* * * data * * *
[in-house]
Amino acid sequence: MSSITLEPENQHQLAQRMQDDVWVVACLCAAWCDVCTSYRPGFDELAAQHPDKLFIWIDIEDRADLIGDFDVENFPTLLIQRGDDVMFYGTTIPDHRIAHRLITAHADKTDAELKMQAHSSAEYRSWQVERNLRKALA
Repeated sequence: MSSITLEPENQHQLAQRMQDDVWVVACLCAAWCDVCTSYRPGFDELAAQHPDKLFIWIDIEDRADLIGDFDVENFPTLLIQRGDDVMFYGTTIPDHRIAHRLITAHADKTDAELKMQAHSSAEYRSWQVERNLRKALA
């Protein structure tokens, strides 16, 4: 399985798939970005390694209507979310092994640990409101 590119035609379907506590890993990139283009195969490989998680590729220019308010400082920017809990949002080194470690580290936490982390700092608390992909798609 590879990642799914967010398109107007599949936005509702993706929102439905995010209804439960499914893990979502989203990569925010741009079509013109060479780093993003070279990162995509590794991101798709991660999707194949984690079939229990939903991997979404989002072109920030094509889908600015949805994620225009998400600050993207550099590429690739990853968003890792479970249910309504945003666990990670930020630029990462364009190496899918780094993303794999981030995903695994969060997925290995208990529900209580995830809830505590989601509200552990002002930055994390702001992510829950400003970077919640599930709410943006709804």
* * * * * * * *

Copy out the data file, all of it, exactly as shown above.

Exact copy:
[in-house]
Amino acid sequence: MSSITLEPENQHQLAQRMQDDVWVVACLCAAWCDVCTSYRPGFDELAAQHPDKLFIWIDIEDRADLIGDFDVENFPTLLIQRGDDVMFYGTTIPDHRIAHRLITAHADKTDAELKMQAHSSAEYRSWQVERNLRKALA
Repeated sequence: MSSITLEPENQHQLAQRMQDDVWVVACLCAAWCDVCTSYRPGFDELAAQHPDKLFIWIDIEDRADLIGDFDVENFPTLLIQRGDDVMFYGTTIPDHRIAHRLITAHADKTDAELKMQAHSSAEYRSWQVERNLRKALA
């Protein structure tokens, strides 16, 4: 399985798939970005390694209507979310092994640990409101 590119035609379907506590890993990139283009195969490989998680590729220019308010400082920017809990949002080194470690580290936490982390700092608390992909798609 590879990642799914967010398109107007599949936005509702993706929102439905995010209804439960499914893990979502989203990569925010741009079509013109060479780093993003070279990162995509590794991101798709991660999707194949984690079939229990939903991997979404989002072109920030094509889908600015949805994620225009998400600050993207550099590429690739990853968003890792479970249910309504945003666990990670930020630029990462364009190496899918780094993303794999981030995903695994969060997925290995208990529900209580995830809830505590989601509200552990002002930055994390702001992510829950400003970077919640599930709410943006709804």